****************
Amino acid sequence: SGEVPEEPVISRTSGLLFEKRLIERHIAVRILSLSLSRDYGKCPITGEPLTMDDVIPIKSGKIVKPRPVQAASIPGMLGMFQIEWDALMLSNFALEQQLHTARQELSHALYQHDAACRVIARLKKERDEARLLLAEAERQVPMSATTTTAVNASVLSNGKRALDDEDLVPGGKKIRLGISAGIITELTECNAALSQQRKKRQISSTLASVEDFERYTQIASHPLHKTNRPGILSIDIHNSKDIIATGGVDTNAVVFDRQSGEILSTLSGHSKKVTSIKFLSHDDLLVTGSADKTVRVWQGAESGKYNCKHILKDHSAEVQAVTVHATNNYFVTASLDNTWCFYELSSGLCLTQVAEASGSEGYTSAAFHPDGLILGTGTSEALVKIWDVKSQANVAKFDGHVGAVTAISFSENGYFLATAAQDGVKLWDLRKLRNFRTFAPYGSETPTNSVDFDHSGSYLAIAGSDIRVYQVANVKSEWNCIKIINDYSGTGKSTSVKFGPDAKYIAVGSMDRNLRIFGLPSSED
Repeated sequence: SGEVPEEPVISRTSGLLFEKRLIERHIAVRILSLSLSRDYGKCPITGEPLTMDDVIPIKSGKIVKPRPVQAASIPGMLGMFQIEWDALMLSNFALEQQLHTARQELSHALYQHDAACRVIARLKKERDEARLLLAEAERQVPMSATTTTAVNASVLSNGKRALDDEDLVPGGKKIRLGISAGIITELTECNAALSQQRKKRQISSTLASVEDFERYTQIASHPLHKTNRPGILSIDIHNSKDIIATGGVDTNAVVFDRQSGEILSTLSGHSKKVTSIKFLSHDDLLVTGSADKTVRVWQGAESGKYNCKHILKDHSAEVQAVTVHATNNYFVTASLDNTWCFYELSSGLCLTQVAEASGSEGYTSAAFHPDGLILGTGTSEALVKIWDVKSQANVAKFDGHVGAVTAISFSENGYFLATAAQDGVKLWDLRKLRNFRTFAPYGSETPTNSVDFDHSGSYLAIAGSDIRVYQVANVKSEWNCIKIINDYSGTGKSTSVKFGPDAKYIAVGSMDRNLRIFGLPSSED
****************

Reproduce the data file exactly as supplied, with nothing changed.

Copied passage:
Amino acid sequence: SGEVPEEPVISRTSGLLFEKRLIERHIAVRILSLSLSRDYGKCPITGEPLTMDDVIPIKSGKIVKPRPVQAASIPGMLGMFQIEWDALMLSNFALEQQLHTARQELSHALYQHDAACRVIARLKKERDEARLLLAEAERQVPMSATTTTAVNASVLSNGKRALDDEDLVPGGKKIRLGISAGIITELTECNAALSQQRKKRQISSTLASVEDFERYTQIASHPLHKTNRPGILSIDIHNSKDIIATGGVDTNAVVFDRQSGEILSTLSGHSKKVTSIKFLSHDDLLVTGSADKTVRVWQGAESGKYNCKHILKDHSAEVQAVTVHATNNYFVTASLDNTWCFYELSSGLCLTQVAEASGSEGYTSAAFHPDGLILGTGTSEALVKIWDVKSQANVAKFDGHVGAVTAISFSENGYFLATAAQDGVKLWDLRKLRNFRTFAPYGSETPTNSVDFDHSGSYLAIAGSDIRVYQVANVKSEWNCIKIINDYSGTGKSTSVKFGPDAKYIAVGSMDRNLRIFGLPSSED
Repeated sequence: SGEVPEEPVISRTSGLLFEKRLIERHIAVRILSLSLSRDYGKCPITGEPLTMDDVIPIKSGKIVKPRPVQAASIPGMLGMFQIEWDALMLSNFALEQQLHTARQELSHALYQHDAACRVIARLKKERDEARLLLAEAERQVPMSATTTTAVNASVLSNGKRALDDEDLVPGGKKIRLGISAGIITELTECNAALSQQRKKRQISSTLASVEDFERYTQIASHPLHKTNRPGILSIDIHNSKDIIATGGVDTNAVVFDRQSGEILSTLSGHSKKVTSIKFLSHDDLLVTGSADKTVRVWQGAESGKYNCKHILKDHSAEVQAVTVHATNNYFVTASLDNTWCFYELSSGLCLTQVAEASGSEGYTSAAFHPDGLILGTGTSEALVKIWDVKSQANVAKFDGHVGAVTAISFSENGYFLATAAQDGVKLWDLRKLRNFRTFAPYGSETPTNSVDFDHSGSYLAIAGSDIRVYQVANVKSEWNCIKIINDYSGTGKSTSVKFGPDAKYIAVGSMDRNLRIFGLPSSED